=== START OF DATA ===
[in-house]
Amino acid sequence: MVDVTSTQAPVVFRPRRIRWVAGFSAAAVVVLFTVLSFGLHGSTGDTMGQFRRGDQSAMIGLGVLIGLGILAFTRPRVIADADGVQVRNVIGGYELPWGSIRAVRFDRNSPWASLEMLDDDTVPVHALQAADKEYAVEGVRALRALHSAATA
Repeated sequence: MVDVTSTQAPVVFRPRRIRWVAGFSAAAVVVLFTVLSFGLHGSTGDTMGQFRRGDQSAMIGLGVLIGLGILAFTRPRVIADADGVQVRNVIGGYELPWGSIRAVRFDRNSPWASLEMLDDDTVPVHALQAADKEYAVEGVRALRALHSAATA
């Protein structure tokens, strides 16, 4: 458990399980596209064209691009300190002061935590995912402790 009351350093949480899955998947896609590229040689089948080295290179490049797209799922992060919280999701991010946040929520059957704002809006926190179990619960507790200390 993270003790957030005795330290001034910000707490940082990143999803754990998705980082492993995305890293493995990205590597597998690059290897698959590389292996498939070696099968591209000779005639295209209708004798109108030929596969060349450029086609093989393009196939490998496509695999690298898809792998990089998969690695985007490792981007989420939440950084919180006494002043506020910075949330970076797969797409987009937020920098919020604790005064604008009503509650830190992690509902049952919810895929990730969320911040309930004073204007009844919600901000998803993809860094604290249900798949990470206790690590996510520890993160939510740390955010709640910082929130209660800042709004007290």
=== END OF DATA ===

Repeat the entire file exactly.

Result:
[in-house]
Amino acid sequence: MVDVTSTQAPVVFRPRRIRWVAGFSAAAVVVLFTVLSFGLHGSTGDTMGQFRRGDQSAMIGLGVLIGLGILAFTRPRVIADADGVQVRNVIGGYELPWGSIRAVRFDRNSPWASLEMLDDDTVPVHALQAADKEYAVEGVRALRALHSAATA
Repeated sequence: MVDVTSTQAPVVFRPRRIRWVAGFSAAAVVVLFTVLSFGLHGSTGDTMGQFRRGDQSAMIGLGVLIGLGILAFTRPRVIADADGVQVRNVIGGYELPWGSIRAVRFDRNSPWASLEMLDDDTVPVHALQAADKEYAVEGVRALRALHSAATA
């Protein structure tokens, strides 16, 4: 458990399980596209064209691009300190002061935590995912402790 009351350093949480899955998947896609590229040689089948080295290179490049797209799922992060919280999701991010946040929520059957704002809006926190179990619960507790200390 993270003790957030005795330290001034910000707490940082990143999803754990998705980082492993995305890293493995990205590597597998690059290897698959590389292996498939070696099968591209000779005639295209209708004798109108030929596969060349450029086609093989393009196939490998496509695999690298898809792998990089998969690695985007490792981007989420939440950084919180006494002043506020910075949330970076797969797409987009937020920098919020604790005064604008009503509650830190992690509902049952919810895929990730969320911040309930004073204007009844919600901000998803993809860094604290249900798949990470206790690590996510520890993160939510740390955010709640910082929130209660800042709004007290």